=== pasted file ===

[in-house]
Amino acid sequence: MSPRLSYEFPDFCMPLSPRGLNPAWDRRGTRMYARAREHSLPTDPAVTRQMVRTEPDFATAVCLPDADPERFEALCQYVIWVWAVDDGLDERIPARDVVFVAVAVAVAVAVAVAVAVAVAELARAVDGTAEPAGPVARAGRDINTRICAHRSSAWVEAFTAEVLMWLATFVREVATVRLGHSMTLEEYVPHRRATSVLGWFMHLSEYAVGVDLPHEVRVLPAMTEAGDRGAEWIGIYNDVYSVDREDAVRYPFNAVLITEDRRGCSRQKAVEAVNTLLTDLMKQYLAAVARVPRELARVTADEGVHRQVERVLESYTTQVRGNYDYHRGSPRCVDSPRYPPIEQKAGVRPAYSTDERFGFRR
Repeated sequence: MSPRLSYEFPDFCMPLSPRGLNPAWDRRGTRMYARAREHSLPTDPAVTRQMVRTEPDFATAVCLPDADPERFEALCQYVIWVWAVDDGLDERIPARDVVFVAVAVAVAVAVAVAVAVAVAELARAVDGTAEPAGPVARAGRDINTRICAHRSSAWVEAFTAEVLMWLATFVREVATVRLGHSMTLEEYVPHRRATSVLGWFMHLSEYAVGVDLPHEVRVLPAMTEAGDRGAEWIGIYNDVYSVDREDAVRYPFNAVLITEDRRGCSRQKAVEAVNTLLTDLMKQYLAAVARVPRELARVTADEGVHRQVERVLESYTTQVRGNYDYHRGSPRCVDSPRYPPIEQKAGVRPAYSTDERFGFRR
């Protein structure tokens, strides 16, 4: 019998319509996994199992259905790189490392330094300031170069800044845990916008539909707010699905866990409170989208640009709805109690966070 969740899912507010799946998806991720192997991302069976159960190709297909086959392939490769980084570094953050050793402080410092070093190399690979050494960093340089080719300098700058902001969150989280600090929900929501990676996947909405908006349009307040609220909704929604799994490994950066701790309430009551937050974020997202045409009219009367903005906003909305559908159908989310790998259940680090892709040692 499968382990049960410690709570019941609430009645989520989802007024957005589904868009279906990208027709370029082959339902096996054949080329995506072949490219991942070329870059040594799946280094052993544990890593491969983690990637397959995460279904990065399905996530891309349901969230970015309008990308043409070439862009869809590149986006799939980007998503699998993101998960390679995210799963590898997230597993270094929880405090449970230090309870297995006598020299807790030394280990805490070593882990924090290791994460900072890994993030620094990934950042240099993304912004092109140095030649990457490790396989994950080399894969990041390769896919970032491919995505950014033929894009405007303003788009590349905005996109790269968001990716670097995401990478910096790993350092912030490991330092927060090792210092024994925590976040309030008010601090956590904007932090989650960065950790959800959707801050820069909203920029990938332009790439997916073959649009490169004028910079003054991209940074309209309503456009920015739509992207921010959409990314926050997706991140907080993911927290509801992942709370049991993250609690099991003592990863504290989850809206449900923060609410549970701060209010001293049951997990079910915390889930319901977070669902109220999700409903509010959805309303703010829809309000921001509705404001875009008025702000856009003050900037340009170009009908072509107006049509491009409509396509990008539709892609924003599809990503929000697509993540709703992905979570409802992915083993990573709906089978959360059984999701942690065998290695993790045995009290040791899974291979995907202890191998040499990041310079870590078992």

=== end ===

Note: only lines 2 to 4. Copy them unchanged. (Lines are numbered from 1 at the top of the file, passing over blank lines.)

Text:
Amino acid sequence: MSPRLSYEFPDFCMPLSPRGLNPAWDRRGTRMYARAREHSLPTDPAVTRQMVRTEPDFATAVCLPDADPERFEALCQYVIWVWAVDDGLDERIPARDVVFVAVAVAVAVAVAVAVAVAVAELARAVDGTAEPAGPVARAGRDINTRICAHRSSAWVEAFTAEVLMWLATFVREVATVRLGHSMTLEEYVPHRRATSVLGWFMHLSEYAVGVDLPHEVRVLPAMTEAGDRGAEWIGIYNDVYSVDREDAVRYPFNAVLITEDRRGCSRQKAVEAVNTLLTDLMKQYLAAVARVPRELARVTADEGVHRQVERVLESYTTQVRGNYDYHRGSPRCVDSPRYPPIEQKAGVRPAYSTDERFGFRR
Repeated sequence: MSPRLSYEFPDFCMPLSPRGLNPAWDRRGTRMYARAREHSLPTDPAVTRQMVRTEPDFATAVCLPDADPERFEALCQYVIWVWAVDDGLDERIPARDVVFVAVAVAVAVAVAVAVAVAVAELARAVDGTAEPAGPVARAGRDINTRICAHRSSAWVEAFTAEVLMWLATFVREVATVRLGHSMTLEEYVPHRRATSVLGWFMHLSEYAVGVDLPHEVRVLPAMTEAGDRGAEWIGIYNDVYSVDREDAVRYPFNAVLITEDRRGCSRQKAVEAVNTLLTDLMKQYLAAVARVPRELARVTADEGVHRQVERVLESYTTQVRGNYDYHRGSPRCVDSPRYPPIEQKAGVRPAYSTDERFGFRR
């Protein structure tokens, strides 16, 4: 019998319509996994199992259905790189490392330094300031170069800044845990916008539909707010699905866990409170989208640009709805109690966070 969740899912507010799946998806991720192997991302069976159960190709297909086959392939490769980084570094953050050793402080410092070093190399690979050494960093340089080719300098700058902001969150989280600090929900929501990676996947909405908006349009307040609220909704929604799994490994950066701790309430009551937050974020997202045409009219009367903005906003909305559908159908989310790998259940680090892709040692 499968382990049960410690709570019941609430009645989520989802007024957005589904868009279906990208027709370029082959339902096996054949080329995506072949490219991942070329870059040594799946280094052993544990890593491969983690990637397959995460279904990065399905996530891309349901969230970015309008990308043409070439862009869809590149986006799939980007998503699998993101998960390679995210799963590898997230597993270094929880405090449970230090309870297995006598020299807790030394280990805490070593882990924090290791994460900072890994993030620094990934950042240099993304912004092109140095030649990457490790396989994950080399894969990041390769896919970032491919995505950014033929894009405007303003788009590349905005996109790269968001990716670097995401990478910096790993350092912030490991330092927060090792210092024994925590976040309030008010601090956590904007932090989650960065950790959800959707801050820069909203920029990938332009790439997916073959649009490169004028910079003054991209940074309209309503456009920015739509992207921010959409990314926050997706991140907080993911927290509801992942709370049991993250609690099991003592990863504290989850809206449900923060609410549970701060209010001293049951997990079910915390889930319901977070669902109220999700409903509010959805309303703010829809309000921001509705404001875009008025702000856009003050900037340009170009009908072509107006049509491009409509396509990008539709892609924003599809990503929000697509993540709703992905979570409802992915083993990573709906089978959360059984999701942690065998290695993790045995009290040791899974291979995907202890191998040499990041310079870590078992």